Vladimir Nabokov

NABOKV-L post 0015670, Sat, 10 Nov 2007 23:52:19 -0500

Re: QUERY on Edsel Ford
[EDNOTE. Thanks to Jim Twiggs for this additional information on Edsel
Ford. Note Matt Roth's recent citation of a letter from EF to the NYHT
about PF in his papers at the University of Arkansas. -- SES]

As a student at the University of Arkansas in the
1950s, I often heard mention of Edsel Ford the local
poet. I can’t recall now whether I read any of his
work or not. A few years later, as a grad student at
Cornell, I remembered him well enough to inform my
friends that the Edsel Ford mentioned in PALE FIRE was
real in two senses--he was a real person not related
to the automotive scion of the same name; he was also
(as R.S. Gwynn puts it) a “real” poet as well (and not
just a "poet"). My friends were, I think, amused by
this information but hardly amazed. A fine Nabokovian
joke, no doubt, but of no great interest.

In the 1980s I returned to Arkansas, took an MFA
degree there, and, later on, worked at the University
of Arkansas Press. By that time, among poets and at
the Press, one was much more apt to hear the name of
Sam Gwynn than of Edsel Ford--Sam being a fine poet in
his own right.

In connection with the recent posts by Gwynn and Matt
Roth, some members of the List may be interested in
the following quotation from an excellent reference

"Throughout his life Edsel Ford was mistaken for the
Edsel Ford of automobile fame. The doctor who
delivered Ford suggested the name to Mrs. Ford, who
thought the name would ‘in a wistful sort of way tie
the two families together.’ As his fame grew, his name
attracted requests for money, which he did not have.
Far from being angry, Ford met the challenge with
characteristic humor.

"He died at the age of forty-two in the Veteran’s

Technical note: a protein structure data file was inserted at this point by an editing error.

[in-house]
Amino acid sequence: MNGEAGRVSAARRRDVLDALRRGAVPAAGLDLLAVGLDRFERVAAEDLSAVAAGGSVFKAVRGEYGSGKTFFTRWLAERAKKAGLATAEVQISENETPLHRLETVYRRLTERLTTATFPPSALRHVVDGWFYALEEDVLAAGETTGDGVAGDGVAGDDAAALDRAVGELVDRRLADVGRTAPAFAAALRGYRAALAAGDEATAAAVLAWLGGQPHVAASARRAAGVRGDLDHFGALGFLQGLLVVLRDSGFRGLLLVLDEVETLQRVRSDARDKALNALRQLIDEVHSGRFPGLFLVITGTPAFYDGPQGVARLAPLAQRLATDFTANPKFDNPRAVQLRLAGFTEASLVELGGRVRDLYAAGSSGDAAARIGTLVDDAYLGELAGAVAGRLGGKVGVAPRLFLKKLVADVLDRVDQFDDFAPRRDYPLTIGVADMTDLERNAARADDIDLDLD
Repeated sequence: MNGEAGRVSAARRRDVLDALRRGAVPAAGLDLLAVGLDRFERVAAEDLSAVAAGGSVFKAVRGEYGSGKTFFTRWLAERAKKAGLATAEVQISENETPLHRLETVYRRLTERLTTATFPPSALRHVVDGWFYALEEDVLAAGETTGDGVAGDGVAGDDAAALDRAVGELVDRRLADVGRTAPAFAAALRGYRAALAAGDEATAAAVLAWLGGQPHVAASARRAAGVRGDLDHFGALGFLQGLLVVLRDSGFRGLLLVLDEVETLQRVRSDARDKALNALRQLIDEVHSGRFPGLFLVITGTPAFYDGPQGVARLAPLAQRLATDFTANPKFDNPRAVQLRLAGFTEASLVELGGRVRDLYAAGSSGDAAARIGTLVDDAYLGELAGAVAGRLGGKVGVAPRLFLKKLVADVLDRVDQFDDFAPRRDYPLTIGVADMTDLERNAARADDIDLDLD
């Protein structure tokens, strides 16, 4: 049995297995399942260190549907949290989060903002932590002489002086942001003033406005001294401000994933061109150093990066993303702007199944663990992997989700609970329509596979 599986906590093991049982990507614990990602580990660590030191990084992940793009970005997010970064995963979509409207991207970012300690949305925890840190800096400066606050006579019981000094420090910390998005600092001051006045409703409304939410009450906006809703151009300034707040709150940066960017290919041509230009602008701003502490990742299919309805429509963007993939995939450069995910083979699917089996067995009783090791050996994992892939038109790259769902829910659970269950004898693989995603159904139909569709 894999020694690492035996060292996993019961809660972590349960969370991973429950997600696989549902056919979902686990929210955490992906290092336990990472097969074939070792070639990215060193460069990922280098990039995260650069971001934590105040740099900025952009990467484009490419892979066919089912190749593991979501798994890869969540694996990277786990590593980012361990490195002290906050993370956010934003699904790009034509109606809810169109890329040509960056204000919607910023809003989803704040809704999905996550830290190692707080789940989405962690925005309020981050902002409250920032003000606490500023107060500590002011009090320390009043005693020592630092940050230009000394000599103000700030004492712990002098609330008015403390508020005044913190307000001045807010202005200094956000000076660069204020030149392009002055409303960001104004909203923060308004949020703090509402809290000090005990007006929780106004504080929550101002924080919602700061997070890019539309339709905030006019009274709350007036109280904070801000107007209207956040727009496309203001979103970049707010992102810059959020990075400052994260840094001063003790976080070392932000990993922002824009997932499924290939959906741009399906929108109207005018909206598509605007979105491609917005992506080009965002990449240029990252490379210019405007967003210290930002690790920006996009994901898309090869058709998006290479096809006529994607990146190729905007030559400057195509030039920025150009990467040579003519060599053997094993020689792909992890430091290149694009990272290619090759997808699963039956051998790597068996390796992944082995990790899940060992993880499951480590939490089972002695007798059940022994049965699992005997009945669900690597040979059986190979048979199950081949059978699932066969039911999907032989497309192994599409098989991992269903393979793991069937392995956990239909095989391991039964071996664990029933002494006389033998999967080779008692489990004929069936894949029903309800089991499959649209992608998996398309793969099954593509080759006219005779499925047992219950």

Hospital in Little Rock. He was buried in Rogers,
Arkansas, and saddled with the inscription on his
tombstone, ‘Edsel Ford, Poet Immortal.’ He would not
have approved of the ‘immortal’ part, but perhaps it
rings true."

--Marcus Clyde Woodward, entry for Edsel Ford,
ed. Nancy A. Williams with the assistance of Jeannie
Whayne (Fayetteville: University of Arkansas Press,

I suspect thot not only Matt Roth but Nabokov himself
would get a kick out of these paragraphs. Perhaps
Jerry Friedman will be inspired to look up the entire
entry, which is well worth reading, and include parts
of it in his Wikipedia article.

I’m reasonably certain that another publication by the
University of Arkansas Press--ARKANSAS, ARKANSAS:
1541-1969--must contain a good selection of Ford’s
poems. I wish I had the book on my shelf, but I don’t.

Ford's papers are available in the University of
Arkansas library. A quick check of the contents would
reveal whether he ever corresponded with a Nabokov, a
Botkin, or a Kinbote.

Jim Twiggs

P.S. If this quotation has already been posted or
referred to, I apologize for the duplication.

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